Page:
I Shall Not Be Moved: Tennessee and Women’s Suffrage

With the election in just over a month, we asked Tabetha Garman, associate professor of history and humanities at Northeast State, to talk about the history of women’s suffrage in Tennessee. Watch the video of her talk below.

Garman is passionate about women’s voting rights, and particularly the role of Tennessee women in the suffragette movement. Garman believes that studying and discussing women’s voting rights is particularly important in the present day, because we tend to forget the battles that have been waged and won on our behalf. She explains, ” Tennessee has the third lowest voter turnout in the nation, with only half of Tennessee’s eligible voters showing up at the polls. I think at least part of the reason for this is due to our disconnection from our own role in the history of women’s voting rights.”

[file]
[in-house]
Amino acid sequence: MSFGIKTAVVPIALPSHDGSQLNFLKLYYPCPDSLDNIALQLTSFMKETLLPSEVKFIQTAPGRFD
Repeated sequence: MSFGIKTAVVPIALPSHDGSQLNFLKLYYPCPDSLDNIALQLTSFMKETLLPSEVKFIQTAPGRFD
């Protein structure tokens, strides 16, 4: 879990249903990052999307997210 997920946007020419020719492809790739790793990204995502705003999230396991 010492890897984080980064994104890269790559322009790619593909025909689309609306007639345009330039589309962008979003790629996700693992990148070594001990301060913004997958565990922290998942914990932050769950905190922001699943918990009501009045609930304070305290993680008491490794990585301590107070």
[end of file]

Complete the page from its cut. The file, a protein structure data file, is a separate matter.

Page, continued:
Garman continues, “Tennessee had its fair share of radical women who were willing to challenge political leaders, and who deserve to be remembered. And of course, without the vote of Tennessee legislators, particularly Rep. Harry Burns, the Constitutional amendment granting women the right to vote would not have passed. We are a vital link in the historic chain—and most Tennesseans do not even know it.”

Watch Garman’s talk below to learn more about that “vital link in the historic chain”, the significant role that Tennessee in general, and Tennessee women in particular, played in the passing of the 19th Amendment.

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